The not guilty verdict that the jury came to is not only unsurprising, it was planned from the start.In the most traumatic moment of her life, Diamond Reynolds had the presence of mind to grab her cell phone. Her boyfriend, Philando Castile, had just been fatally shot by Officer Yanez when Reynolds started streaming the bloody aftermath on Facebook Live. The video quickly went viral – viewers were appalled by Officer Yanez actions and at first, it appeared that social media would usher the conviction of Mr. Yanez, but to the contrary, as the legal process wore on, it would be social media that facilitated his freedom. Last Friday’s jury decision to acquit Mr. Yanez lays bare how effective the legal system mines the profiles of potential jurors to ensure that those who are skeptical of America's legal system are not allowed to participate in it.
Valerie Castile’s words of anger and mourning mix into a strong potion of Black rage, one that is holy in its justification and righteous in its power.
By Devyn SpringerTW// Police Brutality, Violence, Death A little under a year ago on July 6th, Philando Castile was shot and killed by officer Jeronimo Yanez while driving with his girlfriend and her four-year-old daughter. What was supposed to be a simple traffic stop turned into a death sentence for Castile —an occurrence that is beginning to seem routine for Black people. Castile’s death went viral causing mass protests and uprisings across the U.S. and particularly across Minnesota, where the killing occurred. This was largely due to the fact that Castile’s girlfriend Diamond Reynolds, live-streamed the tragedy on Facebook. While the medical examiners ruled Castile’s death a homicide – stating he had sustained multiple gunshot wounds – last week, officer Yanez was acquitted of all charges sparking a new round of nationwide protests, upset, and Black rage. While the majority of us are aware of the dangers of putting our hopes for justice into the same system responsible for our deaths, Black America also intently awaits for the chance to taste tiny slivers of victory by sending murderous officers to jail.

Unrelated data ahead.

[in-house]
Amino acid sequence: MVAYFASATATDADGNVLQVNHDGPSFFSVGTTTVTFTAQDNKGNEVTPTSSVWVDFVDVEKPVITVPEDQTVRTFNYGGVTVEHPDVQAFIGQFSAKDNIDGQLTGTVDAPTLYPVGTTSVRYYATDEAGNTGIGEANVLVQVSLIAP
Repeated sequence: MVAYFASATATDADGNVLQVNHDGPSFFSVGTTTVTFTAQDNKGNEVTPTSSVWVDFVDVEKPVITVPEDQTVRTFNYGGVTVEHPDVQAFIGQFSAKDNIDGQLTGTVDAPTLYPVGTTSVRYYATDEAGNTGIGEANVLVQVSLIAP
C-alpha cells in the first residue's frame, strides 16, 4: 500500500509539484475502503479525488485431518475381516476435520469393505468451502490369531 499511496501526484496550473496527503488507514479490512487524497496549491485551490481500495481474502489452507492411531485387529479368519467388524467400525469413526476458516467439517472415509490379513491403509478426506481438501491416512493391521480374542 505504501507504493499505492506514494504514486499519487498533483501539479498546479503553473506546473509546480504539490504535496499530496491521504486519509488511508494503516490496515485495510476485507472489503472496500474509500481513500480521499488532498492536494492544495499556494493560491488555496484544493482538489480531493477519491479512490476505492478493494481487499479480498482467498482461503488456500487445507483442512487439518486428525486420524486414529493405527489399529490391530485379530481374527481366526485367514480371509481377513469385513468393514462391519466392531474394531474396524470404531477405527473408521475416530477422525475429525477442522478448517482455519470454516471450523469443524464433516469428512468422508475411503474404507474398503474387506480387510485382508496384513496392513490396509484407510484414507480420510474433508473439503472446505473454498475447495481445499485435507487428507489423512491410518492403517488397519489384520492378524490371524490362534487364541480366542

Non-Black people of color, along with white people, are benefiting from and perpetuating state-sanctioned terrorism against the Black community. The term “people of color,” once an umbrella term used to encompass all people who identify as non-white, has become increasingly unuseful.
Do people who witness crimes on Facebook Live have an obligation to report what they've seen to the police? And if they won't, can Mark Zuckerberg create the "global community" he dreams of? by Danielle Dorsey (Content warning: discussion of sexual assault) Since the
Korryn Gaines becomes another victim and hashtag in the movement for Black Lives. Yesterday, I reported on a case of police brutality coming out of San Francisco involving BART police. The incident occurred this past Sunday. The victim in question is